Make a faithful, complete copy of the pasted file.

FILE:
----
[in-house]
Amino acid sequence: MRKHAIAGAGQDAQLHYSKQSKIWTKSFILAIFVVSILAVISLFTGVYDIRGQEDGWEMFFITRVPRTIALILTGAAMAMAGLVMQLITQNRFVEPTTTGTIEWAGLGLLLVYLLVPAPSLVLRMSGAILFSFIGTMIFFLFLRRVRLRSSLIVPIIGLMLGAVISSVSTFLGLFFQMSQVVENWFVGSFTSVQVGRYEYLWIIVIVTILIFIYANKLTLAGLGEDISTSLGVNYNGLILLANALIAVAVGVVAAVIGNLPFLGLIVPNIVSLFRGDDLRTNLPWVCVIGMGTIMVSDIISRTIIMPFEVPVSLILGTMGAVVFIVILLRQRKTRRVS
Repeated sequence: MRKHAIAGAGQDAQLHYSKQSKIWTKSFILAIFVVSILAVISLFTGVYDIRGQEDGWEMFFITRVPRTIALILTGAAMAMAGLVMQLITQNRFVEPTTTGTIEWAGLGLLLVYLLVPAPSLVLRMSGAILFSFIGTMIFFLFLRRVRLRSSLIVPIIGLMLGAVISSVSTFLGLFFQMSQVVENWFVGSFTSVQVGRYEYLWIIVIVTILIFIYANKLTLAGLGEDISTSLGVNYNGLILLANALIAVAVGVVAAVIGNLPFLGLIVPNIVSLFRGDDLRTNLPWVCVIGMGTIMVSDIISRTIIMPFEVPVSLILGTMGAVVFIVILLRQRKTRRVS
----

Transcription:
[in-house]
Amino acid sequence: MRKHAIAGAGQDAQLHYSKQSKIWTKSFILAIFVVSILAVISLFTGVYDIRGQEDGWEMFFITRVPRTIALILTGAAMAMAGLVMQLITQNRFVEPTTTGTIEWAGLGLLLVYLLVPAPSLVLRMSGAILFSFIGTMIFFLFLRRVRLRSSLIVPIIGLMLGAVISSVSTFLGLFFQMSQVVENWFVGSFTSVQVGRYEYLWIIVIVTILIFIYANKLTLAGLGEDISTSLGVNYNGLILLANALIAVAVGVVAAVIGNLPFLGLIVPNIVSLFRGDDLRTNLPWVCVIGMGTIMVSDIISRTIIMPFEVPVSLILGTMGAVVFIVILLRQRKTRRVS
Repeated sequence: MRKHAIAGAGQDAQLHYSKQSKIWTKSFILAIFVVSILAVISLFTGVYDIRGQEDGWEMFFITRVPRTIALILTGAAMAMAGLVMQLITQNRFVEPTTTGTIEWAGLGLLLVYLLVPAPSLVLRMSGAILFSFIGTMIFFLFLRRVRLRSSLIVPIIGLMLGAVISSVSTFLGLFFQMSQVVENWFVGSFTSVQVGRYEYLWIIVIVTILIFIYANKLTLAGLGEDISTSLGVNYNGLILLANALIAVAVGVVAAVIGNLPFLGLIVPNIVSLFRGDDLRTNLPWVCVIGMGTIMVSDIISRTIIMPFEVPVSLILGTMGAVVFIVILLRQRKTRRVS